The U.S. is facing a turkey shortage ahead of the bird’s big day—Thanksgiving.
- As Thanksgiving gets closer, the U.S. government has warned of a turkey shortage that could affect the holiday.
- Many parts of the U.S. were hit with the avian flu this year, knocking out most of the big birds that were getting prepared for the Thursday holiday.
- Turkeys will still be in stores, but will most likely be smaller and possibly a little harder to come by.
why it’s important
Over the last few years, it seems that everything has suffered a shortage at some point. First toilet paper then Halloween candy and now—Thanksgiving turkeys.
The U.S. government has warned that there is a national turkey shortage which could affect the Thanksgiving holiday where the bird is typically the main dish.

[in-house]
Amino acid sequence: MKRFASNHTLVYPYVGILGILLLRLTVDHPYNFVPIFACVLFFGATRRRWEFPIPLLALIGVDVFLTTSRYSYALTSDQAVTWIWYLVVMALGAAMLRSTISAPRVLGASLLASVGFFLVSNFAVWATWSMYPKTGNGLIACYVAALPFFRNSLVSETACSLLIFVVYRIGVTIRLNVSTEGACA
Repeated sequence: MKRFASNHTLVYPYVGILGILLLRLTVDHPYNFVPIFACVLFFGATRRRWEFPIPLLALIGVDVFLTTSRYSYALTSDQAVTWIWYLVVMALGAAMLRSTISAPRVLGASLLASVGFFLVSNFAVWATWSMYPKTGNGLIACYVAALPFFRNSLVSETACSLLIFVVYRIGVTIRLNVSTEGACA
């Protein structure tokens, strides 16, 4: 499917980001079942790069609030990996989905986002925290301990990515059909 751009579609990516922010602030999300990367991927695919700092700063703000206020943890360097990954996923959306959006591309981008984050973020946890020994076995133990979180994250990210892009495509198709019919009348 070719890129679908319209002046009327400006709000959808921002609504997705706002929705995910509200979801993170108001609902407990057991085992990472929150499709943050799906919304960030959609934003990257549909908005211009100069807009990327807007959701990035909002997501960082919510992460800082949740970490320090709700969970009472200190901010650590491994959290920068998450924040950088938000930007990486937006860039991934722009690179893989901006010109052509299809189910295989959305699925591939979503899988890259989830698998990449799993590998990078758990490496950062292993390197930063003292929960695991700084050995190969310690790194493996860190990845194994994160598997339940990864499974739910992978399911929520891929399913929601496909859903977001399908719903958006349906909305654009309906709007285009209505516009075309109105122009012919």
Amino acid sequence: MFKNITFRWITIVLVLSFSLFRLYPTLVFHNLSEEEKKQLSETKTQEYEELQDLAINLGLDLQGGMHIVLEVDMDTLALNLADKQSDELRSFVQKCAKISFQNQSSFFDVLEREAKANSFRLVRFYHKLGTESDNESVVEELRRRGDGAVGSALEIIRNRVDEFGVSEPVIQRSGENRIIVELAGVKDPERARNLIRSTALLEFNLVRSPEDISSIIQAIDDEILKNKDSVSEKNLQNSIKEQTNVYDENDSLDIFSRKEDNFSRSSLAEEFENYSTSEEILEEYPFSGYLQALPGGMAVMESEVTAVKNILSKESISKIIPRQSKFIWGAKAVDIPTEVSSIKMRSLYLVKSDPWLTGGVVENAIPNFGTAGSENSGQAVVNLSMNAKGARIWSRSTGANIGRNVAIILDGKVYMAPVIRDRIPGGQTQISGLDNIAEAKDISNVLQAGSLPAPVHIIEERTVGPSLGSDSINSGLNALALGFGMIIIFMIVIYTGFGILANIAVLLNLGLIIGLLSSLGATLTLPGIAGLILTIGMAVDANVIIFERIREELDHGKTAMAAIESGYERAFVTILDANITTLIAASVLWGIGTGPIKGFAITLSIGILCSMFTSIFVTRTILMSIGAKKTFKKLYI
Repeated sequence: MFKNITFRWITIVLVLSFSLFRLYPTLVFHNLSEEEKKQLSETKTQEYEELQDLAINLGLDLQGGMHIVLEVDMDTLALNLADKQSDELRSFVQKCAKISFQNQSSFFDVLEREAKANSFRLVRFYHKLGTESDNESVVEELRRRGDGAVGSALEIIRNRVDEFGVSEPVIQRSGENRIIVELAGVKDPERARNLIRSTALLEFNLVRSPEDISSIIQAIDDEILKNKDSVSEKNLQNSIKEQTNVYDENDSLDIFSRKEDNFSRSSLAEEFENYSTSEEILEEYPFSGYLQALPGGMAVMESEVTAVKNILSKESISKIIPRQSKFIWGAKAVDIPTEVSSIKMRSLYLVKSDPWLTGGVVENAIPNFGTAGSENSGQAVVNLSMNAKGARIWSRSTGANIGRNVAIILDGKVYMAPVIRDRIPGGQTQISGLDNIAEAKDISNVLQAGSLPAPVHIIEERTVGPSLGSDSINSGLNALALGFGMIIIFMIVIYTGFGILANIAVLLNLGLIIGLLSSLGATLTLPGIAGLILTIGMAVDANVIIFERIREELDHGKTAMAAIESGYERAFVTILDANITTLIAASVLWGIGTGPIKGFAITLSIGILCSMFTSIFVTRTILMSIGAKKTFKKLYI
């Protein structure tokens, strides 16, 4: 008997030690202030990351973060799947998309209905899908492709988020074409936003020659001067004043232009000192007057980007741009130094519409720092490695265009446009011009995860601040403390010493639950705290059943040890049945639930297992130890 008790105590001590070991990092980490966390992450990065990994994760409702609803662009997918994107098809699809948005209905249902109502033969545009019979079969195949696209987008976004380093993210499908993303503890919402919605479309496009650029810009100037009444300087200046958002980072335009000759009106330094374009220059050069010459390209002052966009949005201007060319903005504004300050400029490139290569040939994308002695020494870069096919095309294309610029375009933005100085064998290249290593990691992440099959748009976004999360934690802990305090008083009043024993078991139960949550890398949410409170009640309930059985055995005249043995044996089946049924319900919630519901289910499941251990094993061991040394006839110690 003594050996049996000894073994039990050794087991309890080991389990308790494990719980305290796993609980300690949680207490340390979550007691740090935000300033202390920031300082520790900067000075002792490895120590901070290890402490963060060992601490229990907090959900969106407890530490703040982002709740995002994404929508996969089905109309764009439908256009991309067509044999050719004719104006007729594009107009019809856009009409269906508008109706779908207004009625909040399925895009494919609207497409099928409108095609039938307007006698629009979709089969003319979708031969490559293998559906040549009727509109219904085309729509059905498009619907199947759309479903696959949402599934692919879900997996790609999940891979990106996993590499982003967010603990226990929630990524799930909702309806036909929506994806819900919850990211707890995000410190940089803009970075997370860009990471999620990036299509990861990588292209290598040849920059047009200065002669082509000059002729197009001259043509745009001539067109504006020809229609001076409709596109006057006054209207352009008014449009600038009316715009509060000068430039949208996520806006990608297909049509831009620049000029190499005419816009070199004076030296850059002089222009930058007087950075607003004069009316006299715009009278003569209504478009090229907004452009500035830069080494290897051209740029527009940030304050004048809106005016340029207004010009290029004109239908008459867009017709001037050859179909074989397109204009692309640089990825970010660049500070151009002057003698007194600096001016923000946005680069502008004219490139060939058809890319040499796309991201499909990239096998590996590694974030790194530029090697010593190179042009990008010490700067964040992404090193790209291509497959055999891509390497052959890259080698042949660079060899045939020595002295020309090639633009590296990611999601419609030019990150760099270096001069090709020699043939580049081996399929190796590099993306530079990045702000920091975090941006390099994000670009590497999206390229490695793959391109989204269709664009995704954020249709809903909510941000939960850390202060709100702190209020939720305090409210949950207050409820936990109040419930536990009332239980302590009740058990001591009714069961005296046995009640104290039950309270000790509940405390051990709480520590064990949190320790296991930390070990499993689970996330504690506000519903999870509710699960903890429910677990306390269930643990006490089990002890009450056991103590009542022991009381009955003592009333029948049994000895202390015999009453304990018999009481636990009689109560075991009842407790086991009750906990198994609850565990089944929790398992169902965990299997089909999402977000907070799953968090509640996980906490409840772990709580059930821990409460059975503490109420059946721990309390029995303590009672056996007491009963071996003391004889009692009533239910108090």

The shortage comes after many places in the country were hit with the avian flu this year. The avian flu, also known as the bird flu, has killed more than 8 million turkeys, according to CDC data.
Many families opt for a 20-pound-turkey to carve for the food-heavy holiday, but U.S. Secretary of Agriculture Tom Vilsack said a bird of that size will be hard to come by. There are plenty of new turkeys being raised, but they will not have time to reach that 20-pound weight.
“I don’t think you’re going to have to worry about whether or not you can carve your turkey on Thanksgiving,” Vilsack says. “It’s going to be there, maybe smaller, but it’ll be there.”
Costs going up
Not only will turkeys be smaller and possibly harder to get, but they will also cost more.
Turkey prices have risen 28% compared to this time last year, according to USDA data.
Birds aren’t the only thing that will cost you more money in preparation for the holiday, but most things on the table will go up too.
Potatoes, gravy, and all of the typical Thanksgiving food are expected to be higher in price this year due to ongoing inflation.